16. Sharpens Your Focus and Promotes Better Concentration

Each yoga session leaves you with better mental clarity. It induces a state of strong focus and prolonged concentration, which is even shown to help children with attention-deficit and hyperactivity disorder (ADHD) [12].

17. Heals Aches and Pains

Yoga can provide natural relief for various types of chronic pain. Researchers have looked at the effects of yoga practice on people with rheumatoid arthritis and found that it drastically improved symptoms and reduced pain within 3 months of practice just twice a week [13]. If you suffer from chronic back pain, yoga can strengthen and stretch your back to prevent and release the pain. By stretching tight muscles, releasing tension and improving alignment, it can ease chronic pain in your neck, shoulders, hips and more.

18. Enhances Cognitive Function and Slows Age-Related Cognitive Decline

Yoga is known for bringing your body and mind into balance, and its effects on hormone levels, circulation and more can even improve your brain’s functioning. Chronic high cortisol levels are associated with neurodegeneration, so by keeping these levels under control, yoga may prevent or slow age-related cognitive decline. Yoga also keeps your brain healthy as you age by bringing better blood flow to the brain, delivering oxygen to brain cells. Data shows that yoga practice improves working memory and mental accuracy in healthy people [14]. However, it suggests yoga may also help people struggling with cognitive decline or neurodegenerative diseases like Alzheimer’s and dementia.

19. Boosts Libido and Improves Your Sex Life

By increasing blood flow and helping you get in tune with your body, yoga can improve your sexual desire and satisfaction. In a study on women in India, researchers determined that yoga has the potential to treat sexual disorders in women and improve sexual function factors like desire, lubrication, arousal and orgasm, including women over 45 [15].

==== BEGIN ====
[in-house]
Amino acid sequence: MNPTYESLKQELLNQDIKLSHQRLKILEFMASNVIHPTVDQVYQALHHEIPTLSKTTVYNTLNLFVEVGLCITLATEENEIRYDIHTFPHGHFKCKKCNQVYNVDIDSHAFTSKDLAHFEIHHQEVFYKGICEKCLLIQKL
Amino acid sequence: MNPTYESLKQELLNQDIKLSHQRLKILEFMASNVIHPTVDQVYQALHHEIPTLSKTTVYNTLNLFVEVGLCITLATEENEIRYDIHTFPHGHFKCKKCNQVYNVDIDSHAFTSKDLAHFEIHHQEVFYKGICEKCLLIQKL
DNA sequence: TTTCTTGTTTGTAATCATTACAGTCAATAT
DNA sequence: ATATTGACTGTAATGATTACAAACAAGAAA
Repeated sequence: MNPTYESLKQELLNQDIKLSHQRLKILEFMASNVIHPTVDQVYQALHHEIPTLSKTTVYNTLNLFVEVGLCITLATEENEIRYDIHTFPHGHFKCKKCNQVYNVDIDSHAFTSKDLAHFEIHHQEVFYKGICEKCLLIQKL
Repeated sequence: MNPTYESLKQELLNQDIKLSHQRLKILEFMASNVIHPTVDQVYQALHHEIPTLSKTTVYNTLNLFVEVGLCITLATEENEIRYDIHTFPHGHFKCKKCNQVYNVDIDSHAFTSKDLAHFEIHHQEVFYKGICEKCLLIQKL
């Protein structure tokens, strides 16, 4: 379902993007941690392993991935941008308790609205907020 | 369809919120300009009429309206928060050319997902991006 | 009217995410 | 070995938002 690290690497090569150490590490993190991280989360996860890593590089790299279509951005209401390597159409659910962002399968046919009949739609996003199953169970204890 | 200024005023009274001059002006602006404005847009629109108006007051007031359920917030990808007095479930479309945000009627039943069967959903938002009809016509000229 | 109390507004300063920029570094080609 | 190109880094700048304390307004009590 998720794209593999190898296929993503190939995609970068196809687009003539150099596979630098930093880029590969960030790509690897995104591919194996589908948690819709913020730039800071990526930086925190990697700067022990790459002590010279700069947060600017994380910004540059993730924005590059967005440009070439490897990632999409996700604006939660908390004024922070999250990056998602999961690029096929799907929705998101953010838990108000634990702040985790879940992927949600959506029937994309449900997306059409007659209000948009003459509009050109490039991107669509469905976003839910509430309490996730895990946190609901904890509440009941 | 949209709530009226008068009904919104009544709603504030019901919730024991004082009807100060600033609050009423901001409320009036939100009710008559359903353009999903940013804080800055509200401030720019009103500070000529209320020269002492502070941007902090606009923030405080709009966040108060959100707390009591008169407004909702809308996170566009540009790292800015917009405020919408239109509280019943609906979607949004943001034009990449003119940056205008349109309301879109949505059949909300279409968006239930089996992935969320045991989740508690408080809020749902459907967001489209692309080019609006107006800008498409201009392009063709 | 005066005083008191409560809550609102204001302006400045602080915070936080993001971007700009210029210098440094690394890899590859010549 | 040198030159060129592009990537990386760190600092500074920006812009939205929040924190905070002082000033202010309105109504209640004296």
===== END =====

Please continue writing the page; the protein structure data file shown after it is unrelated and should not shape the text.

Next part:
20. Improves Your Balance

Yoga challenges your balance through poses like tree pose, eagle pose and half moon pose. Many people lose their sense of balance over time simply by not using it. It’s important to preserve your balance as you age to prevent falls—the leading cause of injury-related fatalities in Americans over 65. Regular yoga practice develops proprioception, or your ability to feel what your body is doing and where it is in space. This can help you stay agile and improve your physical performance in sports and in daily life [4].

21. Increases Your Flexibility

Yoga is one of the fastest ways to increase your flexibility and range of motion. It stretches and loosens tight, contracted muscles, which can reduce aches and pains. Muscles that are flexible are able to stay healthy and work more effectively as you build up their strength. Good flexibility of your muscles and ligaments also enable you to have proper alignment and prevent injuries [4].

22. Cultivates Mental Strength and Willpower

Yoga poses and sequences have been practiced alongside meditation for thousands of years in order to build self-awareness and cultivate feelings of personal power over emotions that cause suffering. Practicing yoga could potentially help you overcome addictive patterns such as smoking and binge eating. It’s recommended by American Addiction Centers as an adjunctive therapy for addiction recovery. Yoga reduces feelings of anger and stimulates compassion, interconnection and calmness that can help you self-regulate and stabilize your emotions in the face of unsettling events [16].